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New Super-Earth Discovered In Our Galactic Neighborhood

July 2, 2013

Brett Smith for redOrbit.com – Your Universe Online

Using the Canadian Microvariability & Oscillations of Stars (MOST) telescope, an international team of researchers has uncovered new details about a relatively close Earth-sized planet, according to a new report in the Astrophysical Journal Letters.

The star, known as HD 97658, sits just 70 light-years away from Earth and can almost be seen with the naked eye. In 2011, astronomers first discovered a planet orbiting the nearby star, known as an exoplanet. However, they werent able to determine anything about its size.

To learn more about the planet, the astronomers used MOST to watch for its transit, when the planet passes in front of its star relative to our point-of-view. A transiting planet slightly reduces the amount of light being sent to Earth and the slight dimming can be detected and analyzed using space telescopes like MOST.

Astronomers first thought they spotted a transition in the HD 97658 system in 2011, which eventually proved to be a false alarm. However, astronomers on the project persisted and were able to prove the presence of a planet in the year’s last possible viewing window.

The following year, MOST observed the system again – gleaning even more details from the planet’s transits. These 2012 observations allowed the team to calculate the planet’s approximate size and mass.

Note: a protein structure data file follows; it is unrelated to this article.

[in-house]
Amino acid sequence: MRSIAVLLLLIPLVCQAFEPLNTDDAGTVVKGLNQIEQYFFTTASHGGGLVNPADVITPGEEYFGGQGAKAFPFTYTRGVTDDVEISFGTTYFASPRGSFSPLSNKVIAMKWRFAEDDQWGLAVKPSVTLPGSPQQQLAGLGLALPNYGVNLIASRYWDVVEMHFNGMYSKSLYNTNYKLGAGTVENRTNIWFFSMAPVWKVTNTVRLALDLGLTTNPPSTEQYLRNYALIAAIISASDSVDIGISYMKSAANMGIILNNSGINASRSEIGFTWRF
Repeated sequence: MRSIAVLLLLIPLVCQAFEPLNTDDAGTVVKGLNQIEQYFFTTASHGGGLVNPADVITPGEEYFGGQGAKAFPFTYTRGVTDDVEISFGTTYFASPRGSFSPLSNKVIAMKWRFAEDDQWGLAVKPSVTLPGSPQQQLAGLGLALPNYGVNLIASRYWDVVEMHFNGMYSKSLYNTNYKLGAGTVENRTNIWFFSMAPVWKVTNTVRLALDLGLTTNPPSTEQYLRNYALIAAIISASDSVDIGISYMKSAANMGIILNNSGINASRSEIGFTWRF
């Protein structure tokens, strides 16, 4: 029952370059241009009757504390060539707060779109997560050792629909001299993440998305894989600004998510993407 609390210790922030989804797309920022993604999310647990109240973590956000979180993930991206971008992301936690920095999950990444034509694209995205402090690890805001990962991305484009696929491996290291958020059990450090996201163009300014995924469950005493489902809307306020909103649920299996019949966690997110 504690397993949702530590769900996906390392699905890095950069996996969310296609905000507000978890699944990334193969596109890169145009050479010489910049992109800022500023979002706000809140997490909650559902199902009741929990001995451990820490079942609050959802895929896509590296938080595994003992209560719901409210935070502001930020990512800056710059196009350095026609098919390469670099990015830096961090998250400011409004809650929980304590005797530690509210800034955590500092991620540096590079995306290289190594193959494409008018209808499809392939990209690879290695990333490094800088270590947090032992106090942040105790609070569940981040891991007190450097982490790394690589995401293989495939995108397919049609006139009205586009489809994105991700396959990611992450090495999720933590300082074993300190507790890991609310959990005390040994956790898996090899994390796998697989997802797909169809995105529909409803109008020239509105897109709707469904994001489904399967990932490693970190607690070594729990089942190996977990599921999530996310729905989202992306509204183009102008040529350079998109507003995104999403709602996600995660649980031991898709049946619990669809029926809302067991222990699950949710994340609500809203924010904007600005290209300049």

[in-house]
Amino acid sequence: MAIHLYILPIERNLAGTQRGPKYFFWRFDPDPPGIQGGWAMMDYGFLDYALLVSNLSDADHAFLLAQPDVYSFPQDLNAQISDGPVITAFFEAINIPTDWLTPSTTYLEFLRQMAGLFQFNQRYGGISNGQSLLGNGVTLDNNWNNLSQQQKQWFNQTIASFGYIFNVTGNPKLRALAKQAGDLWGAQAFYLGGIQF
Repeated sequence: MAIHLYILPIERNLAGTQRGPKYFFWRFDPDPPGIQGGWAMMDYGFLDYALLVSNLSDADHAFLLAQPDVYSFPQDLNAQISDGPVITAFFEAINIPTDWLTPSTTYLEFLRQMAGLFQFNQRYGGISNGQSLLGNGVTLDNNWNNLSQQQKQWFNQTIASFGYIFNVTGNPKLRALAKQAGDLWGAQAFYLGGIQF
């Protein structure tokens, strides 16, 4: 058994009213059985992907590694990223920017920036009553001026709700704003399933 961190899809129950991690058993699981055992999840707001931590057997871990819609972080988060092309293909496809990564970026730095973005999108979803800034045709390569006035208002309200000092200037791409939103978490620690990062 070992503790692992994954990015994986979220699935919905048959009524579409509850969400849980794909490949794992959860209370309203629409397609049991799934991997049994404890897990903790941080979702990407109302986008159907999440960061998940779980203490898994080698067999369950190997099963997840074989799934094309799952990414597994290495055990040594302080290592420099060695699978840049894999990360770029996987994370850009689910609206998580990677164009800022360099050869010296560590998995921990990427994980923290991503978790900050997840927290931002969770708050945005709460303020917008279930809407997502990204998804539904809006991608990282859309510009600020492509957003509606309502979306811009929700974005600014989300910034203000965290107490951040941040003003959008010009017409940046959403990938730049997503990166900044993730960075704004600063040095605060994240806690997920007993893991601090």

“Measuring an exoplanet’s size and mass leads to a determination of its density, which in turn allows astronomers to say something about its composition,” said study co-author Diana Dragomir, a postdoctoral astronomer with UC Santa Barbara’s Las Cumbres Observatory Global Telescope (LCOGT) network. “Measuring the properties of super-Earths in particular tells us whether they are mainly rocky, water-rich, mini gas giants, or something entirely different.”

The team determined the average density of the exoplanet, dubbed HD 97658b, is about four grams per cubic centimeter, or about 70 percent of the average density of our planet. The researchers said that finding was significant as it meant the exoplanet’s gravity could hold onto a thick atmosphere.

However, because the planet was found to orbit its sun every 9.5 days, it’s most likely too close to HD 97658 to host intelligent life as we know it. Whenever astronomers discover an Earth-like planet, they look to see if it orbits in the so-called Habitable Zone. Also referred to as the Goldilocks Zone, when a planet’s distance from its sun is just right, it is capable of holding liquid water oceans like the ones that gave birth to life on Earth.

Despite not finding an exoplanet orbiting in the ideal radius from its sun, researchers said they were still able to cull significant information from their discovery.

“This discovery adds to the still small sample of transiting super-Earths around bright stars,” said Dragomir. “In addition, it has a longer period than many known transiting exoplanets around bright stars, including 55 Cnc e, the only other super-Earth in this category. The longer period means it is cooler than many closer-in exoplanets, so studying HD 97658b’s properties is part of the progression toward understanding what exoplanets in the habitable zone might be like.”


Source: Brett Smith for redOrbit.com - Your Universe Online



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